Till a few months ago, Shashank Manohar was leading the Board of Control for Cricket in India’s (BCCI’s) legal fight in the Supreme Court. But now, in the capacity of the International Cricket Council (ICC) chairman, he is unlikely to be invited for BCCI’s celebrations to mark India’s 500th Test this month. That’s how dramatically equations have changed.
The reputation he built over the years in cricket administration in India has taken some beating. It’s a fate you can suffer when you become a non-player in the BCCI, and then stop supporting its interests on other platforms.
The tag of chief of the ICC sounds more impressive than the head of the Indian cricket Board, but in terms of actual power, there’s no comparison.
It’s a lesson which Manohar’s predecessors at the ICC, Sharad Pawar and N Srinivasan learnt the hard way. Once you lose control at the BCCI, you are at the mercy of the Board members.
Ironically, Manohar was in power in the BCCI when Pawar (President from 2010 to 2012) was made to feel powerless at the ICC. There were instances when Pawar was in the chair at the ICC events and the Indian team boycotted. This humiliation was led by Manohar and Srinivasan.
When Srinivasan’s (ICC chairman from 2014 to 2015) turn came, he was shrewd enough to know the mechanism and managed to twist the ICC constitution to hold both posts. To his tough luck, the Supreme Court’s intervention forced him to leave his position in the BCCI. In no time, the new BCCI members got him ousted from the ICC.
“It’s a different issue that he lost support in the BCCI, but Srinivasan did a marvellous job at the ICC. BCCI was at the most powerful position at the ICC when he was there,” acknowledges former BCCI secretary Niranjan Shah, who was also among the opposition to Srinivasan in the BCCI, and played a role in ousting him.
The balancing act
It’s simple, if you have been nominated from the BCCI, you have to balance your ICC responsibilities with safeguarding the interests of the home Board. But, even if you do, you are still at their mercy.
Manohar is, at least, posturing to be an independent voice. During Pawar (2010 to 2012) and Srinivasan’s time (first ICC chairman 2014 to 2015), there was no confrontation with the BCCI, still they were run down by the people in power at the BCCI.
It seems, Jagmohan Dalmiya was the only administrator who could balance the equation at the BCCI when he was the ICC chief (president from 1997 to 2000). He knew what he had to do: There was not even an attempt to hide where his loyalties were. Apart from the ICC work, he was sensitive to BCCI’s interests.
“Dalmiya was truly a representative of BCCI when he was at the helm of affairs at the ICC. The Australian and England Boards were against him, but he always saw the best interests of the BCCI. How can you forget your parent body which has provided you the platform?” says Shah, who used to be part of Dalmiya’s team during that period.
The Saurashtra Cricket Association veteran however minces no words when it comes to Manohar. “Whatever is happening at the ICC is a sorry state of affairs. It’s total dilution of BCCI’s power in the ICC. He has come to the ICC because of his position at the BCCI. He should have stood by us and fought in the legal battle but left the BCCI stranded in crisis,” fumes Shah, who stands to lose a lot when the Lodha Committee recommendations come into effect.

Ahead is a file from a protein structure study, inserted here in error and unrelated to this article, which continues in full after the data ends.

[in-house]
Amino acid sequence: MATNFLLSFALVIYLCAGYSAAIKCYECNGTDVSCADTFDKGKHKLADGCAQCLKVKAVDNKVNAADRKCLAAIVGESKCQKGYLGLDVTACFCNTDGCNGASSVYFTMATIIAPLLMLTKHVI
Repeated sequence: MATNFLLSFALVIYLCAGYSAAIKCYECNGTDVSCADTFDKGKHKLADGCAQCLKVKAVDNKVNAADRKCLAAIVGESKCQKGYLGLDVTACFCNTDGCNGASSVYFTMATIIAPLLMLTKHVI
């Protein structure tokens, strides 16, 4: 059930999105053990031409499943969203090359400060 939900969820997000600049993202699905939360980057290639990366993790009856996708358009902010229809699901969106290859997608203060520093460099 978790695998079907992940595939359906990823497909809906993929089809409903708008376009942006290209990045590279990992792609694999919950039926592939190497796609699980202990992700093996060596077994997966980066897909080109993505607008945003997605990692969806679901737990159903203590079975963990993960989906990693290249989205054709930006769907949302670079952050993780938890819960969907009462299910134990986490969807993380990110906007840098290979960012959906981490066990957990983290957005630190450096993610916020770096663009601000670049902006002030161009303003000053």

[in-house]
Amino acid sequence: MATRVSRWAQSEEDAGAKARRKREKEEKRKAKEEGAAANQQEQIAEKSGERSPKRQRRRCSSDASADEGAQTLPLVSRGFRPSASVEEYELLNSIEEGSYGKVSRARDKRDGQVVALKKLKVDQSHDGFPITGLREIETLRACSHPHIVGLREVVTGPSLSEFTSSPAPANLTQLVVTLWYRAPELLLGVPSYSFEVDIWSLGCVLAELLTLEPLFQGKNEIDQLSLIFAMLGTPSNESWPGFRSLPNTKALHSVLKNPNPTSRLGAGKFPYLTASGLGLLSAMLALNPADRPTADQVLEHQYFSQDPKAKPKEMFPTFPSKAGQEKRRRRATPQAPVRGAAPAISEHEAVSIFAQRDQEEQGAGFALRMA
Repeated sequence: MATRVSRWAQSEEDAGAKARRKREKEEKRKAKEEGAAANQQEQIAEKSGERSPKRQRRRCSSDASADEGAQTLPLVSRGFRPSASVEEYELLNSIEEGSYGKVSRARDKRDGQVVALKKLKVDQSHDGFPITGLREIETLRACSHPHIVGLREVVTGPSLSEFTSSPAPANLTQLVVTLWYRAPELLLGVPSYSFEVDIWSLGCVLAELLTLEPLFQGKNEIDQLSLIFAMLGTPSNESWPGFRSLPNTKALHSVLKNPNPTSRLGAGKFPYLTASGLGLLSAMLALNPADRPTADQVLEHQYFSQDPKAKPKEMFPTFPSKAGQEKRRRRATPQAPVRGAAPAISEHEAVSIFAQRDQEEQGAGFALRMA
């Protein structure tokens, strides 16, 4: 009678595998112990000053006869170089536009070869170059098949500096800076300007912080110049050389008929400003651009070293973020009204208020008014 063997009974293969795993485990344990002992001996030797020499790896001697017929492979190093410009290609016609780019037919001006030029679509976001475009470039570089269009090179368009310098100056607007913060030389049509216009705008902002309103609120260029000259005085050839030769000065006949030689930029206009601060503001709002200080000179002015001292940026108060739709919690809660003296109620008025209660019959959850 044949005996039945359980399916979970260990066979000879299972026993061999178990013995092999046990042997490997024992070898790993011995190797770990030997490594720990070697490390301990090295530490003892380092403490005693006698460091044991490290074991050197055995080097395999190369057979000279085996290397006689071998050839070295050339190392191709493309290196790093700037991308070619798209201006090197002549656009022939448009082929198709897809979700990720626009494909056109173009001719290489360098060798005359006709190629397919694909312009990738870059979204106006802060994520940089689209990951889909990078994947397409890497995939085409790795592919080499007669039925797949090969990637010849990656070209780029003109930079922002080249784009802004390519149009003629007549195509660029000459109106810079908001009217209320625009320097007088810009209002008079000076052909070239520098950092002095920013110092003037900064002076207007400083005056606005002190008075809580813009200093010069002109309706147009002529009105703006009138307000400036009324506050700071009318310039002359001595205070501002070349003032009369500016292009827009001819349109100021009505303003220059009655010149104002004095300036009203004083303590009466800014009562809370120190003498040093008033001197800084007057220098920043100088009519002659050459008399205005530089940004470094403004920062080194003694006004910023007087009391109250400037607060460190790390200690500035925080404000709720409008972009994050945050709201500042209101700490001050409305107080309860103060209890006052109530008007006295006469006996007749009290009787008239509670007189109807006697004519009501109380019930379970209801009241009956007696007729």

There are many reasons for this regular ICC versus BCCI confrontations, but the main reason is that the ICC is heavily dependent on the Indian market and thus trying to wet its beak in it. On the other hand the BCCI is always looking to have its way in most issues.
“The England and the Australian Boards are goody-goody on the face but absolutely hate the BCCI from inside. It’s nothing new, they keep coming up with some or the other proposal (at the ICC) to target our market,” says another senior Board member, who is in the know of things in the current set-up, referring to the latest face-off regarding selling of the overseas Test rights in a block.
It’s the reason why someone from the Indian Board finds it difficult at the ICC because he gets sandwiched.
If this posturing of Manohar continues, it won’t be long before the BCCI members start to bare their fangs. “Slowly, slowly it will happen (if the confrontation continues),” says a senior BCCI member. “Shashank cannot declare that he is independent and has nothing to do with the BCCI.”
A lawyer by profession, Manohar is neither as thick-skinned as Srinivasan nor insensitive like the politicians. When he took the call to take up the ICC post, he would not have imagined that the script would go so wrong. He had earned a good reputation and by leaving the Board at this hour of crisis, he endeared to no one in his camp.
The countdown has started on how long he can take this kind of criticism. There is a belief that he will leave the ICC on his own accord than wait for the daggers from BCCI to get at him.
Dalmiya did a good job of keeping his home Board happy while working to improve the stability of ICC as well. He helped fill their coffers, increasing their funds from a balance of £16,000 (in 1997) to over $15 million at the end of his term (in 2000).
It is the Dalmiya formula that Manohar should look to follow, if he is hoping for a successful ICC stint.